New innovations in primary care services across Wales have proved positive, but greater impact could be achieved by supporting robust evaluation and public engagement, according to new research carried out by HSMC at the University of Birmingham.
In 2017 Public Health Wales - on behalf of the Directors of Primary and Community (DPCC) - commissioned HSMC to carry out an external appraisal of the Pacesetter Programme: a three-year initiative of innovations in Welsh primary care services.
The findings of the report, published today were shared at the International Conference on Integrated Care in Utrecht in May.
Set up in 2015 with funding from the Welsh Government, the Pacesetter Programme sought to test and evaluate new approaches to improving population health through improving access to primary care provision.In total, 24 ‘pacesetter’ projects were run by health boards across Wales from 2015 to 2018, with 15 new pacesetters to be delivered in 2018/19.
The appraisal by HSMC looked at the delivery of these projects in each Health Board and the overall contribution of the Pacesetter Programme to large scale primary care transformation.
The aim was to provide learning for future primary care transformation programmes in Wales through comparing the experiences of the Pacesetter programme with research evidence and international best practice.This was carried out through qualitative interviews, surveys and workshops with project leads, Health Board representatives and national stakeholders across Wales.
The study found that participants considered the testing of innovations that were relevant and responsive to the priorities for primary care to be a valuable experience, as well as an opportunity to share learning between Health Boards. Yet, there was recognition that the impacts and learning from the innovation projects could have been greater had there been better developed evaluation from the outset, more effective engagement with relevant stakeholders such as professional bodies, and more input by patients into design of new primary care services.
Dr Jane Harrison, Lead GP Advisor for Public Health Wales’ Primary and Community Care Development and Innovation Hub, and Dr Robin Miller, from HSMC and the lead researcher for the Pacesetter evaluation, presented these findings at the IFIC conference in Utrecht, which was attended by delegates from 25 countries.
Jane Harrison said:
“It was really good to have the opportunity to share the outcomes and experiences of the Pacesetter programme in Wales with researchers, clinicians and managers from around the world who are also engaged in innovative integrated health and social care programmes.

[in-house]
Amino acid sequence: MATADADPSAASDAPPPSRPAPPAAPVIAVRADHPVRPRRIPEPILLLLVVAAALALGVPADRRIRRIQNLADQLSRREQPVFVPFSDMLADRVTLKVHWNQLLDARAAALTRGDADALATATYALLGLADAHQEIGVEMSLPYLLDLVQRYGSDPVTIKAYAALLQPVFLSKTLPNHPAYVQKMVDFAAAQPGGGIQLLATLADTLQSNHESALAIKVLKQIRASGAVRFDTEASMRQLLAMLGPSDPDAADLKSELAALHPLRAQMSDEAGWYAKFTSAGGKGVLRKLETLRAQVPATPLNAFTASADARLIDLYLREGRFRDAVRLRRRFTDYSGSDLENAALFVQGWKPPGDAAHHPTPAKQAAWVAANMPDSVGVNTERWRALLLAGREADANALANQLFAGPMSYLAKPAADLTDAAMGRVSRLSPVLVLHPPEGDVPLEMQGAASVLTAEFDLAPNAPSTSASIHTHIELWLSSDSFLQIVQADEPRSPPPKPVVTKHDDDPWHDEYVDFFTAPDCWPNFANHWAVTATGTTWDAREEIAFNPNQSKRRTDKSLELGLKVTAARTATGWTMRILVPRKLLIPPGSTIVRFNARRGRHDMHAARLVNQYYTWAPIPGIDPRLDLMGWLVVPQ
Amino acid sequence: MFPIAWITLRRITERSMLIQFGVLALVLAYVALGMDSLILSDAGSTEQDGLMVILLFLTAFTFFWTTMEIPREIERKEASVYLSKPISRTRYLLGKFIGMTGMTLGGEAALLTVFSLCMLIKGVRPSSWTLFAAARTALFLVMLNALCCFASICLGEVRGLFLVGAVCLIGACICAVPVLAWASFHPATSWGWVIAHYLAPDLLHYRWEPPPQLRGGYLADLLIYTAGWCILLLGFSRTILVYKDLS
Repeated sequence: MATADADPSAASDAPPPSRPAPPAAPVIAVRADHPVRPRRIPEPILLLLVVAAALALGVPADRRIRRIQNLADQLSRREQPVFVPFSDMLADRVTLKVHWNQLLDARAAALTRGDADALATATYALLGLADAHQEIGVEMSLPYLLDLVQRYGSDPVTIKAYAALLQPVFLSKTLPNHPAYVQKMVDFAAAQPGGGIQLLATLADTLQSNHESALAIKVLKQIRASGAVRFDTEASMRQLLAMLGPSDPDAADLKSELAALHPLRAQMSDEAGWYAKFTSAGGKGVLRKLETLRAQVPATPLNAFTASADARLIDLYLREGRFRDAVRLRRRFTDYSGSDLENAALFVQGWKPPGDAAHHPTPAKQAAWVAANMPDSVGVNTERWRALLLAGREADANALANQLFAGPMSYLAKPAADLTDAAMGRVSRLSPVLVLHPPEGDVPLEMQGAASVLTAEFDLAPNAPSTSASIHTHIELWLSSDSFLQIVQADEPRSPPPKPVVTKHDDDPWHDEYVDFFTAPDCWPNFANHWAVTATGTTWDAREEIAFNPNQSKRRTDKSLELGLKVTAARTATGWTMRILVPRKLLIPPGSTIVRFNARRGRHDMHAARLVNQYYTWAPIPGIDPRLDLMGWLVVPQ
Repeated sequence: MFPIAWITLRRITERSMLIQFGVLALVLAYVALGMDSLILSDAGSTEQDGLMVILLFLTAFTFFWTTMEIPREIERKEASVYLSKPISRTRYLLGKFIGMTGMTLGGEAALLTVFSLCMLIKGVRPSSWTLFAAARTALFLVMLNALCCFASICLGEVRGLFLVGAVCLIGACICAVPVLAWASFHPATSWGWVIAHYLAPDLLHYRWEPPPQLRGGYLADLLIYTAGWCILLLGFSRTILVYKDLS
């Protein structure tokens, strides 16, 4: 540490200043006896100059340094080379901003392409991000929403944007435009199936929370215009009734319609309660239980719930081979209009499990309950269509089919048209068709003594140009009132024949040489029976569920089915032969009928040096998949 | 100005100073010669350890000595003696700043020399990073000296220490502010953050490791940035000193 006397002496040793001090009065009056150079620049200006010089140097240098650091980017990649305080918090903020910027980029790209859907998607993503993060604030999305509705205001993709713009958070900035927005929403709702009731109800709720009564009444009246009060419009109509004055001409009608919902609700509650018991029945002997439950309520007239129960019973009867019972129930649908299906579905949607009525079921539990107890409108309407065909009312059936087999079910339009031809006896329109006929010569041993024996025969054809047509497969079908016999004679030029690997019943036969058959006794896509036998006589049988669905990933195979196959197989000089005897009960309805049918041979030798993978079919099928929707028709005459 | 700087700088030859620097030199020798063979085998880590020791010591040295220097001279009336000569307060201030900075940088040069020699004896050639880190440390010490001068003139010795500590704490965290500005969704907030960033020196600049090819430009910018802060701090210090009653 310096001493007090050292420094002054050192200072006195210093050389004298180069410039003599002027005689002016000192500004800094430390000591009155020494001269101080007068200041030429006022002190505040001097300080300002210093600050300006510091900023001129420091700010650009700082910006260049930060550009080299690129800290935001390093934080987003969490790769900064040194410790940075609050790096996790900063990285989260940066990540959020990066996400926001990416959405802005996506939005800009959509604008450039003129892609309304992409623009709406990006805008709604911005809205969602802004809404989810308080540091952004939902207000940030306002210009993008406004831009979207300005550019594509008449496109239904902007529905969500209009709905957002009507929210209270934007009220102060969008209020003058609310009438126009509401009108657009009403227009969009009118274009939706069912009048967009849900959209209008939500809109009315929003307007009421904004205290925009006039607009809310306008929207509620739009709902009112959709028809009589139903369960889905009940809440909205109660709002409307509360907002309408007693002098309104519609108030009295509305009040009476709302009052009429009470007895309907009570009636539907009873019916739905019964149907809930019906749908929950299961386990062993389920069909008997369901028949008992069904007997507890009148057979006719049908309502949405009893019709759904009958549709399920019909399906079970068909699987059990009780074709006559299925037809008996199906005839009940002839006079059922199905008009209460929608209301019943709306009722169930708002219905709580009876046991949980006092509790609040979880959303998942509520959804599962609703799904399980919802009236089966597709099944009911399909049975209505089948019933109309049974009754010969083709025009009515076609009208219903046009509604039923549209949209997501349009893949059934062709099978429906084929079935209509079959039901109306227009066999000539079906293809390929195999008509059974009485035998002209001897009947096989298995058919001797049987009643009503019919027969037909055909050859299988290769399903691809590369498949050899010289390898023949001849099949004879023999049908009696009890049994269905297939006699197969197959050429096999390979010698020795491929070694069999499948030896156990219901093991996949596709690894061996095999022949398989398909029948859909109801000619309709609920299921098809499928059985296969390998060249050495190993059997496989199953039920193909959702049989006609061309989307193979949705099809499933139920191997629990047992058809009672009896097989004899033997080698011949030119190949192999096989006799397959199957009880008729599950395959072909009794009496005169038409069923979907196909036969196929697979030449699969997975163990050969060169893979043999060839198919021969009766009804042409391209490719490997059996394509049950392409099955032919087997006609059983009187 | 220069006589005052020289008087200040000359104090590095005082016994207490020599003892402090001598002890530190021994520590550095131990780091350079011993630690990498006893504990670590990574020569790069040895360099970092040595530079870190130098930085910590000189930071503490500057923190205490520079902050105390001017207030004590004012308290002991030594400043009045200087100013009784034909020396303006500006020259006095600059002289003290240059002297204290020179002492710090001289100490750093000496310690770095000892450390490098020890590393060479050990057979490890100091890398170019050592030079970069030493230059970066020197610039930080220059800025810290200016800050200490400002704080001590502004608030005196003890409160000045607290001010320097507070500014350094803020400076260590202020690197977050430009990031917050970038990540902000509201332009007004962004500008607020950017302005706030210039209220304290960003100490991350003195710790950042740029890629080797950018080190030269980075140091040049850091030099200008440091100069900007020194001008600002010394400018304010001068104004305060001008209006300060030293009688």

There was considerable interest in the progress being made in Wales, particularly in our new national primary care framework that takes a whole system approach to delivering care, working across traditional boundaries.
The critical appraisal undertaken by HSMC provides us with an objective review that ensures we build on previous good practice and draw on the significant learning from front line teams who are driving transformational change in primary care across the NHS in Wales.”
Robin Miller noted:
“As a result their positive impacts, many of these initiatives will continue beyond the initial three-year funding period. Equally importantly, the Pacesetter programme has generated enthusiasm and belief that innovation is possible in primary care, provided there is sufficient support and clarity of vision at local and national level.
Going forward, building on the lessons of the Pacesetters regarding robust evaluation, public engagement and being clear on how projects can be funded in the long term will help ensure that future innovation programmes in Wales have a greater likelihood of success.”
The findings of this research will be used to inform the future processof health and social transformation in Wales. An all-Wales learning event, co-ordinated by the Primary Care Hub and Birmingham University, will be held on 5 October 2018 to share this learning with senior Health Board teams, and other key stakeholders in Local Government, Third Sector and with representatives from Community Health Councils, and will provide an opportunity for further discussion of the research findings and their application.
A series of online video resources and good practice guides is also currently under development.
The Hub was established by Public Health Wales to coordinate support for health boards and clusters, at a national level, in the delivery of the national plan for primary and community care in Wales.